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Why Coding Standards?
Why Coding Standards?

Show me code written by ten developers and I'll show you ten different coding styles. So why try to develop and enforce coding standards? Who cares what a program looks like as long as it works?

The primary reason for adopting coding standards is to make it easier for developers to read and understand each other's code. Although peer reviews are relatively new, most developers maintain.or at least step through.someone else's code. A huge amount of development effort is wasted reading undecipherable code. It is amazing how a few style changes can make code difficult to read.

Armed with coding standards, development teams can improve the quality of their software, making it easier to maintain and they can pre-empt bugs before they reach end-users.

Easier Maintenance
According to Sun Microsystems, 80 percent of the lifetime cost of a piece of software goes to maintenance. Hardly any software is maintained for its entire lifespan by the original developer. To quote Bruce Eckel1, "Code is read much more than it is written."

This is becoming a key issue for many Java development organizations, where people at all levels are focused like never before on costs . . . look at the attention given to out sourcing and off shoring. To get an effective grip on development costs, you need to better understand the development process, especially as it relates to the total cost of building and maintaining software systems.

In a rush to meet an application development deadline, it is easy to neglect style and readability. Things like naming conventions and code consistency are ignored when developers are under pressure to perform. We are learning, however, that maintaining quality is the key to successfully meeting deadlines; therefore, development managers must be especially vigilant during these critical phases of a project.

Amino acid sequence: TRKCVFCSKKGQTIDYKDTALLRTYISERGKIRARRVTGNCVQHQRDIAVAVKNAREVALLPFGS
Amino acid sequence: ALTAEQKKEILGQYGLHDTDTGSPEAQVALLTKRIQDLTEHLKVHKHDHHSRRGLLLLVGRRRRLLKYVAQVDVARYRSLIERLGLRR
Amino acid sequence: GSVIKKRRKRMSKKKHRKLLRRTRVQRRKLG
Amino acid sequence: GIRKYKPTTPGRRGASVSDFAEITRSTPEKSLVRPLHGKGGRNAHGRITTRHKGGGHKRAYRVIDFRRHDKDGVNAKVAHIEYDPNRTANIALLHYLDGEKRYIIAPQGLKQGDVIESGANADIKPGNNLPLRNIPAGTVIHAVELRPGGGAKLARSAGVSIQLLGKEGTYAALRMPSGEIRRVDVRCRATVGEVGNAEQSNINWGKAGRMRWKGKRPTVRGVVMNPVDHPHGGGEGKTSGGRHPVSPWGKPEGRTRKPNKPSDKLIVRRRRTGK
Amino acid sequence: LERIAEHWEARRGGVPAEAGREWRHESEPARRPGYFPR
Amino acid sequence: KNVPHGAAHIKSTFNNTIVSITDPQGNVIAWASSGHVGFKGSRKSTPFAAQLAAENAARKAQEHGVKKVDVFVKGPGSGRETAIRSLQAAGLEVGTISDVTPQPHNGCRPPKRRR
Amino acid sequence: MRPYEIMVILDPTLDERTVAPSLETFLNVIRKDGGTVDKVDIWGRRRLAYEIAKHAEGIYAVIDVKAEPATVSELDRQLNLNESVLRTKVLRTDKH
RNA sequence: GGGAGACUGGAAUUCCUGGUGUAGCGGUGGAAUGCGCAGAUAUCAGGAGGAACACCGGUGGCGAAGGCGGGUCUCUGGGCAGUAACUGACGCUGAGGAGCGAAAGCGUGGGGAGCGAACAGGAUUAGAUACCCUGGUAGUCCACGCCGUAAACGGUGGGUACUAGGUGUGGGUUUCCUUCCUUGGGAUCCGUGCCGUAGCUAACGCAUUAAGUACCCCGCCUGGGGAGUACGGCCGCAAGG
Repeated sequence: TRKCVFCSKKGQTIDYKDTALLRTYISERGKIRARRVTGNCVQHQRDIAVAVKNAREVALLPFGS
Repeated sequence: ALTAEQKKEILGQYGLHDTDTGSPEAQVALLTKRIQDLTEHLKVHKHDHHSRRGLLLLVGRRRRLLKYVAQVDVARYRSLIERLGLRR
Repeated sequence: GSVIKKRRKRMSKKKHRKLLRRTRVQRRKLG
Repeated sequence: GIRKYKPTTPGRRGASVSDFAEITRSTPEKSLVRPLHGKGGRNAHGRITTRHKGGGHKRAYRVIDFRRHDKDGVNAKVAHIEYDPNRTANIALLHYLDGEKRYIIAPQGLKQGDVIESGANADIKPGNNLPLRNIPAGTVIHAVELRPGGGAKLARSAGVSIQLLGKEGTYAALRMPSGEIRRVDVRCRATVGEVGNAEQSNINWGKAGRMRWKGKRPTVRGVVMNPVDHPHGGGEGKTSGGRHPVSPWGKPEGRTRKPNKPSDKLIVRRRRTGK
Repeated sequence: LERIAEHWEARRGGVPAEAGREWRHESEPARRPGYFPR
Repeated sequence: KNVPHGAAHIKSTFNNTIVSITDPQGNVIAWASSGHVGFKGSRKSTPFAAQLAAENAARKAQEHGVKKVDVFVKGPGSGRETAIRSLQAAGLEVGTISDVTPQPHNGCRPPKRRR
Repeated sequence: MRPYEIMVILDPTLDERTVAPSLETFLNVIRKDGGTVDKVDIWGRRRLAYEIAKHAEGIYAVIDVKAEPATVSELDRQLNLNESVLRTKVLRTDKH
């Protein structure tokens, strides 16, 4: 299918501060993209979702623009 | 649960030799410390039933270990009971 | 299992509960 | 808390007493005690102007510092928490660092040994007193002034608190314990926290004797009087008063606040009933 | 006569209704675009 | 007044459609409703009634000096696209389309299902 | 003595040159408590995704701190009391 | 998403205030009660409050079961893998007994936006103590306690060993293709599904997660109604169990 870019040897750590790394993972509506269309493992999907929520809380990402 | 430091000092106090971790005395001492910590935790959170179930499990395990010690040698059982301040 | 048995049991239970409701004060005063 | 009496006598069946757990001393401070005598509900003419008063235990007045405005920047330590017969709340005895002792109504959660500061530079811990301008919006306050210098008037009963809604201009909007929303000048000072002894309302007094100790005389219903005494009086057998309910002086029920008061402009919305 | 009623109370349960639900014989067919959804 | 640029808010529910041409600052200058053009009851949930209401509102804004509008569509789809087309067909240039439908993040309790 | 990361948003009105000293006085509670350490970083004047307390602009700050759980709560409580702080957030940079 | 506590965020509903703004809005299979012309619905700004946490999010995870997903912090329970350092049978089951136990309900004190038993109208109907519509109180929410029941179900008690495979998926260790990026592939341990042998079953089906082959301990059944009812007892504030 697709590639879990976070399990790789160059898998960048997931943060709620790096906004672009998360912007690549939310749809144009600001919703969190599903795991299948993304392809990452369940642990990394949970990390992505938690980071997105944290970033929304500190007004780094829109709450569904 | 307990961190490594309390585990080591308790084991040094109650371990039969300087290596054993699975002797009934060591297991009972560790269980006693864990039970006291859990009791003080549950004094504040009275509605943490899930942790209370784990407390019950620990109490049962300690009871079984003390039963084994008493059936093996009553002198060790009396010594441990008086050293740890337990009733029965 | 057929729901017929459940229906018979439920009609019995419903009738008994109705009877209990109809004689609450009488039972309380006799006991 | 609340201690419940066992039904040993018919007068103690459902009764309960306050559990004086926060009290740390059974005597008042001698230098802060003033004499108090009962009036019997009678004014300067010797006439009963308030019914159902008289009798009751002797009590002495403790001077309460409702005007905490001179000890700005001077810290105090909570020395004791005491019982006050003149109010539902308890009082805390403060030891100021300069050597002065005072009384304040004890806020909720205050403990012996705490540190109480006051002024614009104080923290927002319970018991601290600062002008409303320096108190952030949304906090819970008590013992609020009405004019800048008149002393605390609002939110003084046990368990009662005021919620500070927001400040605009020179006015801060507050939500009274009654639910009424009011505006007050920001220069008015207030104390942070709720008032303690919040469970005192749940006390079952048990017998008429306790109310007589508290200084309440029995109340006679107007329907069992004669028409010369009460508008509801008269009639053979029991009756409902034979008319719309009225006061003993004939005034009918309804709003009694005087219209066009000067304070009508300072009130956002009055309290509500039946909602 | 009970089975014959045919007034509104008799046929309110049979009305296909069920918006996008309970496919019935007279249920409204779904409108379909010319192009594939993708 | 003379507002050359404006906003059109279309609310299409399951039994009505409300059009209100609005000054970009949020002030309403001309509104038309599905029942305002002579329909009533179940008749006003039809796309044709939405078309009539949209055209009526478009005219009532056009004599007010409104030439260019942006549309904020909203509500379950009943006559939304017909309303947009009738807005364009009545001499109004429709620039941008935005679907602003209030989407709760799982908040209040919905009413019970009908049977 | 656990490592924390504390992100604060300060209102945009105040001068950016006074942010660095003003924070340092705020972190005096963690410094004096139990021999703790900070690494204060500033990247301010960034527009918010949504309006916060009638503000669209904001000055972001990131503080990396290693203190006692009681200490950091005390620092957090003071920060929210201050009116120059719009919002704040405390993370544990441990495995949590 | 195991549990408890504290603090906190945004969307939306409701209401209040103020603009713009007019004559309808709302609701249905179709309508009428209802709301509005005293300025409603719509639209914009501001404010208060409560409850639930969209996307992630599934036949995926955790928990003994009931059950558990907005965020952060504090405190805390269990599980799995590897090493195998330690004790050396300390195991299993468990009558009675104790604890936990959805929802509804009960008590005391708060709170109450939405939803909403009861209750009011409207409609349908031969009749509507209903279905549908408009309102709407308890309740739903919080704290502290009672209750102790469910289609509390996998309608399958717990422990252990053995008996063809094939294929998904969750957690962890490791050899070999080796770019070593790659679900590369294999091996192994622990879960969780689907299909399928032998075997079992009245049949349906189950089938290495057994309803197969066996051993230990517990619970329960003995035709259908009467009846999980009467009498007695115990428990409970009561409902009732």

For many development organizations, quality assessments are a thorny subject. While development managers are struggling to keep projects on track, how do they gain visibility into their team's performance as it relates to code quality, without involving them in costly and inefficient code reviews?

Code commenting is a common area where standards can improve readability. At Teamstudio, we believe in keeping code comments to a minimum. For those of us who learned software development more than a few years ago, this sounds like heresy. This new approach to commenting, ."The code is the documentation" .comes from hard-won experience with trying to maintain heavily commented code, where the comments quickly become out of sync as the code evolves.

Bad or out of date comments are worse than useless: they can cause a great deal of wasted time and frustration. To quote Sun Microsystems, "When you feel compelled to add a comment, consider rewriting the code to make it clearer." Javadoc is a great tool for those areas of code, such as APIs, that can justify the maintenance overhead of documentation. If developers use javadoc, they should use it correctly, completely and within the bounds of pre-defined standards.